MASON CITY — Retired Major Gen. Gary Wattnem of Mason City says it still bothers him when he hears people say the U.S. lost the war in Vietnam.
Wattnem, who spent 35 years in the military, much of it helping to train young soldiers, served in Vietnam for about a year in 1970 and 1971.
“I don’t believe we lost the war. We never lost a battle. But politics didn’t see it that way,” he said, shaking his head. “War is just politics by another means.”
Wattnem grew up on a farm in eastern South Dakota and figured he would someday be a farmer himself.
He went to South Dakota State University where he received a bachelor’s degree in economics, but he also got involved in ROTC and received a commission as a second lieutenant in 1969.
That started him on a career that took him a long way from the farm fields of South Dakota.
In Vietnam, he served with the 71st Transportation Batallion at Long Binh.
When he and other soldiers were headed home from war in 1971, they received a directive in which they realized they would not receive a hero’s welcome.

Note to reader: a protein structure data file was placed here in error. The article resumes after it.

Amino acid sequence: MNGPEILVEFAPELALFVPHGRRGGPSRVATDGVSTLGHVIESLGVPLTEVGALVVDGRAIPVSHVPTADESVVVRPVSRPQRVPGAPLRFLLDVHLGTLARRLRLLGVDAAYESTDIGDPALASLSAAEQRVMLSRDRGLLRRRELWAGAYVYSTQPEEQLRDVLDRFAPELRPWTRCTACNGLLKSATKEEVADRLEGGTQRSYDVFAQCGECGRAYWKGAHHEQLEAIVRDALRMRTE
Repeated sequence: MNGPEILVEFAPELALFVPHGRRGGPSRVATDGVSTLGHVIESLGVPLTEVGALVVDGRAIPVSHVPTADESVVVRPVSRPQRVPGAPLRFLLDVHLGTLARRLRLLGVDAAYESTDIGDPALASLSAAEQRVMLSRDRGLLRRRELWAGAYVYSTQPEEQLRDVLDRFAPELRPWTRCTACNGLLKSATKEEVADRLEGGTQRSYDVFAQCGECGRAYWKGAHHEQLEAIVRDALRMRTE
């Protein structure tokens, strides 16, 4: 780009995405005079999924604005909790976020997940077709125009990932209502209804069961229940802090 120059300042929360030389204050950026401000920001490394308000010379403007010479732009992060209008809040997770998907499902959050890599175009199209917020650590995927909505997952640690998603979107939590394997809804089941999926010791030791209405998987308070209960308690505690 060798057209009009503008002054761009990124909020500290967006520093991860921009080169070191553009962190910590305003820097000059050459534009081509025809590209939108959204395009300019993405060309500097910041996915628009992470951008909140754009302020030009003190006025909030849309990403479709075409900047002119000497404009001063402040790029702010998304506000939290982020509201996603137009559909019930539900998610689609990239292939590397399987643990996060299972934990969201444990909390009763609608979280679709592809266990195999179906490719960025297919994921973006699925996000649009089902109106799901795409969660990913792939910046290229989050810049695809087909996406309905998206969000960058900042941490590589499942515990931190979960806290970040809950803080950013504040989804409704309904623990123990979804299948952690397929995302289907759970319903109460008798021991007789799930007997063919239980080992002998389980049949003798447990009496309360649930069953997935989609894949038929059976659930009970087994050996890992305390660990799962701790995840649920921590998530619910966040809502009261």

“In the 1960s and early 1970s the country was torn apart at the seams by the war. When we came home, we were told to change into civilian clothes before we left the San Francisco airport,” he said.
Wattnem entered the active reserve in November 1971. He was a company commander in Waterloo, a signal officer in Ames and then was assigned to the 103rd Corps Support Command where he served as communications-electronics officer; executive officer, special troops battalion; plans officer; and movement control officer.
In 1987, he was named commander of the special troops battalion of the 103rd. In September 1993, he was selected chief of staff for the 19th Theater Army Area Command in Des Moines.
In June 1999, he was assigned to the Pentagon as the assistant deputy chief of staff for logistics. He retired in November 2003.
When he looks back on his days in Vietnam, he says, “It was not enjoyable when I was there. But when I look back, I know it sort of shaped me.
“I was watching leaders lead. I saw what it was like to have someone take you under his wing. I saw the value in it. We used to call it raising pups. And one day it was my turn,” he said.
Wattnem has lived in Mason City for more than 40 years and says he couldn’t have had the military career without the support of his wife and family, which includes two grown daughters and five grandchildren.
He also credits the support of his employer, Reichert Technologies, for whom he worked for 34 years before his retirement.
If there is a message he could impart from his days in Vietnam and later leading soldiers, he said it is this:
“Never underestimate the ingenuity of the American GI. If there is a way of getting it done, we’ll do it.”